FILM REVIEW:

“Apocalypse Now” Redux

by Joe Rosenberg
I went to see “Apocalypse Now Redux” yesterday.

If you disliked the earlier version because of its anti-military, anti-war sentiments, you'll very much detest the added footage, especially the scene on a French plantation, where the French residents of a rubber plantation compare American and French attitudes towards the War and the Vietnamese.

Actually, this picture was not about Vietnam or the military; it is really an extended and convoluted improvisation on small "w" war and morality. What Coppola has done in this revision is take a scholarly tome with extensive footnotes in the back, and moved the footnotes to the text.

What was left to our imagination about Captain Willard is now expressed, and the vague ending is made less vague as Willard decides not to blow up Kurtz's compound and goes off in the boat. There is still ambiguity about why Willard is an assassin and why Kurtz went over the edge, but now you know more about their characters.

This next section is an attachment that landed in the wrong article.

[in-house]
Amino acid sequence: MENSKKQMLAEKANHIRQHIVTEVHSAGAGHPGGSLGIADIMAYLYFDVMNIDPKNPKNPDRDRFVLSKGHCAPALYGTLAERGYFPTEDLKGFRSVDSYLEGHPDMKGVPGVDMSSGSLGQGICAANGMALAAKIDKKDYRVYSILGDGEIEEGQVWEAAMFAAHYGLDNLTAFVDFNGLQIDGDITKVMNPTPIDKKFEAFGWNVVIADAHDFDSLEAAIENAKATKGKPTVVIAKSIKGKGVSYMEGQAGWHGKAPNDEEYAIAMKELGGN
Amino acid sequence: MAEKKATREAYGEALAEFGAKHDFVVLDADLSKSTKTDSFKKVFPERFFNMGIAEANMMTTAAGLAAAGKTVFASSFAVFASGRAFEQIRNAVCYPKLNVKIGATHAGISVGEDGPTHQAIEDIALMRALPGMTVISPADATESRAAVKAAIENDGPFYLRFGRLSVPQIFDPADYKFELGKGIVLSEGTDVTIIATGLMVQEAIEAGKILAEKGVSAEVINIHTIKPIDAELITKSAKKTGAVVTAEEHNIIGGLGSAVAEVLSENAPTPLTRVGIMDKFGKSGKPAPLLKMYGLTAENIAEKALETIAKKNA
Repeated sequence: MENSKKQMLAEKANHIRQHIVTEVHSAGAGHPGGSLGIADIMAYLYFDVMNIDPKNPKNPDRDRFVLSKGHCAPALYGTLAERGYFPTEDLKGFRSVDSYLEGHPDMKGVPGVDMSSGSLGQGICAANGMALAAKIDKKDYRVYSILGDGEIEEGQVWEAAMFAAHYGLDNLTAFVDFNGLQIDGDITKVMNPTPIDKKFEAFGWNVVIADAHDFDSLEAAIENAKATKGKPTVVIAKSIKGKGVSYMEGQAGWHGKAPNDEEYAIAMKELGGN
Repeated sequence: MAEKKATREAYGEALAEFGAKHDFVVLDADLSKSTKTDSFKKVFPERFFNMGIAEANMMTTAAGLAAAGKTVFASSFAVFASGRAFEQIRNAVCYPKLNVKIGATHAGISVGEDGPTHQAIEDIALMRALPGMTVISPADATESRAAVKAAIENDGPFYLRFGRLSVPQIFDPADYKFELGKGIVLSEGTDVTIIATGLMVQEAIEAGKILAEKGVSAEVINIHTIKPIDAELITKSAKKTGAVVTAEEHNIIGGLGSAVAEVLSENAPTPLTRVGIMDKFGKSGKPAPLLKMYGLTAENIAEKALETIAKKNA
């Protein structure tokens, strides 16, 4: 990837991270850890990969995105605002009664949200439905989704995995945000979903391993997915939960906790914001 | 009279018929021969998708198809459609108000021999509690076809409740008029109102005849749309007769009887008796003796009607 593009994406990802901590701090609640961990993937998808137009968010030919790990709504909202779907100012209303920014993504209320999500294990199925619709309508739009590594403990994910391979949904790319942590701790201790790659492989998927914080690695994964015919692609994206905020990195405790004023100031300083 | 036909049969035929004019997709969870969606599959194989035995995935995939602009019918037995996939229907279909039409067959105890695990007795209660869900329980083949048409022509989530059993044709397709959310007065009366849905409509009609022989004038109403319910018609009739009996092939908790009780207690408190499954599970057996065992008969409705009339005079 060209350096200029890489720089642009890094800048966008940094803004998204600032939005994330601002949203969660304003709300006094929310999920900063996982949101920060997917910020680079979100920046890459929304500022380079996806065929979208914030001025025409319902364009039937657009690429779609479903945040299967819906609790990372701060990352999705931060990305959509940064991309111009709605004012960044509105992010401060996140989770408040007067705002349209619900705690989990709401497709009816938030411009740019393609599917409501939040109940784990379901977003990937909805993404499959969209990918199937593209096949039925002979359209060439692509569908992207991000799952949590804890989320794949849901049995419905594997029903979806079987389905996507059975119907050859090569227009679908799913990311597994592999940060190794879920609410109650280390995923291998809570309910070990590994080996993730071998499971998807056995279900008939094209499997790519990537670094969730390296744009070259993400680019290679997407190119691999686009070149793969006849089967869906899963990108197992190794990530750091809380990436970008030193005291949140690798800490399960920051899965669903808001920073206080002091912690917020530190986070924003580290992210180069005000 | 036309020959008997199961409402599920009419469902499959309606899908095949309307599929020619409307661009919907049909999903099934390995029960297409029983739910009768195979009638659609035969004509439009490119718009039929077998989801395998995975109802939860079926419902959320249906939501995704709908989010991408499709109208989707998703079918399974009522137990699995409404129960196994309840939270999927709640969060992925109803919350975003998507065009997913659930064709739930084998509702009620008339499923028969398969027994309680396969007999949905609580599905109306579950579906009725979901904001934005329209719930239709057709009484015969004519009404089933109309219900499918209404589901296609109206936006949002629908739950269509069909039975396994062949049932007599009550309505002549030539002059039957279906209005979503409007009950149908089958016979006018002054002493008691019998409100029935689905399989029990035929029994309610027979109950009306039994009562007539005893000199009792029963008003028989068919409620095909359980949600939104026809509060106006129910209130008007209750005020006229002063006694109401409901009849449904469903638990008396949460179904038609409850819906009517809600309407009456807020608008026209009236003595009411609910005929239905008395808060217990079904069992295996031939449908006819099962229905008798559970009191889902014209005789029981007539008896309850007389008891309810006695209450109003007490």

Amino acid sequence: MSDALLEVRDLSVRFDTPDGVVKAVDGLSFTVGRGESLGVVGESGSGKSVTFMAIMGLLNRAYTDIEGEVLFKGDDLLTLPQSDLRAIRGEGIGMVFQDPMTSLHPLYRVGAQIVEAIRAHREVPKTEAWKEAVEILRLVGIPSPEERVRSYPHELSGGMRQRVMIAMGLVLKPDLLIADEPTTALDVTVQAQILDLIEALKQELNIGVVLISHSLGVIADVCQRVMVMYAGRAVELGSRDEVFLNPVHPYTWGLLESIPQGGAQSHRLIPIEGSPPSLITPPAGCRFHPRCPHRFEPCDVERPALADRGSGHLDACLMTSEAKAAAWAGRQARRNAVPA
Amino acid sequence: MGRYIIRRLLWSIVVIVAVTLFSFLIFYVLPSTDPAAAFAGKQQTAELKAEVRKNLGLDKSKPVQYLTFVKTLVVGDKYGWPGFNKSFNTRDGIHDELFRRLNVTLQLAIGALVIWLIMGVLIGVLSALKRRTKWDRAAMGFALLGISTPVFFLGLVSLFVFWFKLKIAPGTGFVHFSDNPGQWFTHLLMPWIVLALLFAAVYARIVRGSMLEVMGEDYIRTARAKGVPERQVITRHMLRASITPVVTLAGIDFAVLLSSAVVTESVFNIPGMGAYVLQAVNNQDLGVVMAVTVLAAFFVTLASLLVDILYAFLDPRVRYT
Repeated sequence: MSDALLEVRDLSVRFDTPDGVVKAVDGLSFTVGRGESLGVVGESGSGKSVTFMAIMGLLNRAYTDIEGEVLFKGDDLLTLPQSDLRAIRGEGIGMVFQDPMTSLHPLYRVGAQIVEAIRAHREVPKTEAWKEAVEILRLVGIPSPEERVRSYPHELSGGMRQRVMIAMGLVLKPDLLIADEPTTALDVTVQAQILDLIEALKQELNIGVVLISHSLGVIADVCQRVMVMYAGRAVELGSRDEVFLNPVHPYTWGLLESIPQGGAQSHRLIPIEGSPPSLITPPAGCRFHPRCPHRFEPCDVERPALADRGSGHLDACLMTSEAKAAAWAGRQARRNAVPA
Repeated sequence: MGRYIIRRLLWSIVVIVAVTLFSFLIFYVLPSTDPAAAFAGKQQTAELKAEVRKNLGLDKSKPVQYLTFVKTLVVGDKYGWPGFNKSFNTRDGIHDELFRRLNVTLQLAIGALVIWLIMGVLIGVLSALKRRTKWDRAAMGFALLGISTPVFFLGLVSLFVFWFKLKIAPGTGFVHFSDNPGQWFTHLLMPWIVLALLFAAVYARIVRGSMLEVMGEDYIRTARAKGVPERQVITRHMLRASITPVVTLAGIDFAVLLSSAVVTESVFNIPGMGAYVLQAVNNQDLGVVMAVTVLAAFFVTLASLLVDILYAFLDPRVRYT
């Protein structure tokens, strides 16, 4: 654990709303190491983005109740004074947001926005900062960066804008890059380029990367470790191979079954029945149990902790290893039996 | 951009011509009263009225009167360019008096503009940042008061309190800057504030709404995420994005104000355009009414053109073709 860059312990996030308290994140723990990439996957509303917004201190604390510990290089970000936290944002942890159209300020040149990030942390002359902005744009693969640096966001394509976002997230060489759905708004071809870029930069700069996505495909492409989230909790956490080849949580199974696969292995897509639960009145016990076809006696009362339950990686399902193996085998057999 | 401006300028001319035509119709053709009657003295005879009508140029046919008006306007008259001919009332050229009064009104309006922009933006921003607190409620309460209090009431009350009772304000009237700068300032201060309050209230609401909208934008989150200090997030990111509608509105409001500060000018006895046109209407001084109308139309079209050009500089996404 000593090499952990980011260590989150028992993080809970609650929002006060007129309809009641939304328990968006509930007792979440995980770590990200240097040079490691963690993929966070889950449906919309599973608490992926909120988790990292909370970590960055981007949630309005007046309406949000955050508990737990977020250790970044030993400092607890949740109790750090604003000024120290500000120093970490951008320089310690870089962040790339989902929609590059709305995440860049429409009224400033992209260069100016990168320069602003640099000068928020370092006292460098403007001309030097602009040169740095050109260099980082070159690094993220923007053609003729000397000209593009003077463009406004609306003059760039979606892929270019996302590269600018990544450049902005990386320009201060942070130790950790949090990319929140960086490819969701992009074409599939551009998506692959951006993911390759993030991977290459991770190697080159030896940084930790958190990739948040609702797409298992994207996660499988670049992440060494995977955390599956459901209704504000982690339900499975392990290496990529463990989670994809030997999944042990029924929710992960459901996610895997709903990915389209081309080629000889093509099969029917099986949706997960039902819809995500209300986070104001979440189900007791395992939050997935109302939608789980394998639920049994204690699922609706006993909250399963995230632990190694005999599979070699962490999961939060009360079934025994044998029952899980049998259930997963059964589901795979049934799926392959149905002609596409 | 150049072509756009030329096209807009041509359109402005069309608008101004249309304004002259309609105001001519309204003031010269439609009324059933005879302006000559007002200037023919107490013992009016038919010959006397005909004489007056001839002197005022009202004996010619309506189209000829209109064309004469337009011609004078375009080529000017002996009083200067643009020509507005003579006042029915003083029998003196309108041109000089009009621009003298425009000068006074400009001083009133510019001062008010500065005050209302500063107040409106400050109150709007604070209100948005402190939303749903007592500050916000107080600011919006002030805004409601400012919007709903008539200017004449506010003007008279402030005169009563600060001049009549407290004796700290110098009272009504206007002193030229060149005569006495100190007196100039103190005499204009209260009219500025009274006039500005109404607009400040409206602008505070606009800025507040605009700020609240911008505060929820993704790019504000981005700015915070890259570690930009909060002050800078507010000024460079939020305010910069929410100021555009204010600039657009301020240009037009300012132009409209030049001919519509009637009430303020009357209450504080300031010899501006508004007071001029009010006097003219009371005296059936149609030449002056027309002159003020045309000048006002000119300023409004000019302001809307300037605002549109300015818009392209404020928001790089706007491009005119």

To me the movie still dies when we meet Colonel Kurtz. Now Brando's lines make some sense, but the pace is fatally slowed. What the revision has lost is the crisp, Hemingway-like narrative. It is now like Brando, bloated, with scenes meant to enlighten that are just wordy.

I like my imagined insights better. However, the film is a long, extended riff on the nature and morality of warfare, and as such is still magnificent.

I watched this movie not for accuracy on what happened in Vietnam, but for how war exaggerates the good and evil in each of us. It is still "the horror."


Joe "Beppe" Rosenberg served in the 4th Psychological Operations Group in Saigon from 8/67 to 9/68.

 


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This story was published on November 7, 2001.